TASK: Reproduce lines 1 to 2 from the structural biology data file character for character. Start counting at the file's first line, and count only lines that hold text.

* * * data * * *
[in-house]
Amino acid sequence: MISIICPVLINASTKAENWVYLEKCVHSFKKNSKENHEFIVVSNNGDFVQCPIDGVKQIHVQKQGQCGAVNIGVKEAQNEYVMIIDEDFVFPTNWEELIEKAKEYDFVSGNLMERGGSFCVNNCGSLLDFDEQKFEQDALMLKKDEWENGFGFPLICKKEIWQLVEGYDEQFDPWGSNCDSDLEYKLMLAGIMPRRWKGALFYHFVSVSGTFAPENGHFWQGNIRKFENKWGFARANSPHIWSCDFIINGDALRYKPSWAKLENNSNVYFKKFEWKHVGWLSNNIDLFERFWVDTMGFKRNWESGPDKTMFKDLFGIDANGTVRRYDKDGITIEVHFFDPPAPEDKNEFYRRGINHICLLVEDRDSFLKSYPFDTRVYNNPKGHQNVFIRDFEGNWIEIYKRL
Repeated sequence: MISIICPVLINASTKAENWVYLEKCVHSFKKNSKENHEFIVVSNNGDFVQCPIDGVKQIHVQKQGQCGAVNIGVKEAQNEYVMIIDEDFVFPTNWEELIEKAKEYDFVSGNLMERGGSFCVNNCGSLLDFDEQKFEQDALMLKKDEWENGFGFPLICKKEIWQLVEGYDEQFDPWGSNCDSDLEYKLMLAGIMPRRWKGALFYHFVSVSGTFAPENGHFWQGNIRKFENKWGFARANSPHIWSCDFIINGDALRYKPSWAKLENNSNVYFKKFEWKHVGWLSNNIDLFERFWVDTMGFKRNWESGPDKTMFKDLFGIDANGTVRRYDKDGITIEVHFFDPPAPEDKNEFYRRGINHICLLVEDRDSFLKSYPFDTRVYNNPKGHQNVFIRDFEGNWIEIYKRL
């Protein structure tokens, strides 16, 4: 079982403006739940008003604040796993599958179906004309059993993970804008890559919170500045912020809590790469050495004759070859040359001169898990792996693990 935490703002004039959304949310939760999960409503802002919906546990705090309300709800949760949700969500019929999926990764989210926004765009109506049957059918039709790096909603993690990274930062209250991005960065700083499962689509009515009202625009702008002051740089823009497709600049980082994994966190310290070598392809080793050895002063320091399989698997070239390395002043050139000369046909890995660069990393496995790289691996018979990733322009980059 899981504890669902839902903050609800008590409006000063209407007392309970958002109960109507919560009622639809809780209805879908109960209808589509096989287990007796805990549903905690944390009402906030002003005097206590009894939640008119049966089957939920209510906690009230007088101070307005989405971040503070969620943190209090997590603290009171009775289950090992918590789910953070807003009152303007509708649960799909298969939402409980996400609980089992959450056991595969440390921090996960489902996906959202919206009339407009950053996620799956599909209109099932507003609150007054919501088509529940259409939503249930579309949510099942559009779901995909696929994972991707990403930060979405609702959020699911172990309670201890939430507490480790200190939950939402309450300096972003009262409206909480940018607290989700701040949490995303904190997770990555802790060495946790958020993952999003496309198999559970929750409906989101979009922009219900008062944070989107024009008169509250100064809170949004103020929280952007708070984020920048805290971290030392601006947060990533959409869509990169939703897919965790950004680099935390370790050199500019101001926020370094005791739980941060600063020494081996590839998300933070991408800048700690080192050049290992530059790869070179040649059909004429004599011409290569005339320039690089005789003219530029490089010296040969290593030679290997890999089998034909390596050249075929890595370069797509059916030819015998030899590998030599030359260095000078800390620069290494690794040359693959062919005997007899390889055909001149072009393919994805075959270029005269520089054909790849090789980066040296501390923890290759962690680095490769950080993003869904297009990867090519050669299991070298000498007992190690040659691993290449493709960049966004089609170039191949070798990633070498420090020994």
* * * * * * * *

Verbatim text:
[in-house]
Amino acid sequence: MISIICPVLINASTKAENWVYLEKCVHSFKKNSKENHEFIVVSNNGDFVQCPIDGVKQIHVQKQGQCGAVNIGVKEAQNEYVMIIDEDFVFPTNWEELIEKAKEYDFVSGNLMERGGSFCVNNCGSLLDFDEQKFEQDALMLKKDEWENGFGFPLICKKEIWQLVEGYDEQFDPWGSNCDSDLEYKLMLAGIMPRRWKGALFYHFVSVSGTFAPENGHFWQGNIRKFENKWGFARANSPHIWSCDFIINGDALRYKPSWAKLENNSNVYFKKFEWKHVGWLSNNIDLFERFWVDTMGFKRNWESGPDKTMFKDLFGIDANGTVRRYDKDGITIEVHFFDPPAPEDKNEFYRRGINHICLLVEDRDSFLKSYPFDTRVYNNPKGHQNVFIRDFEGNWIEIYKRL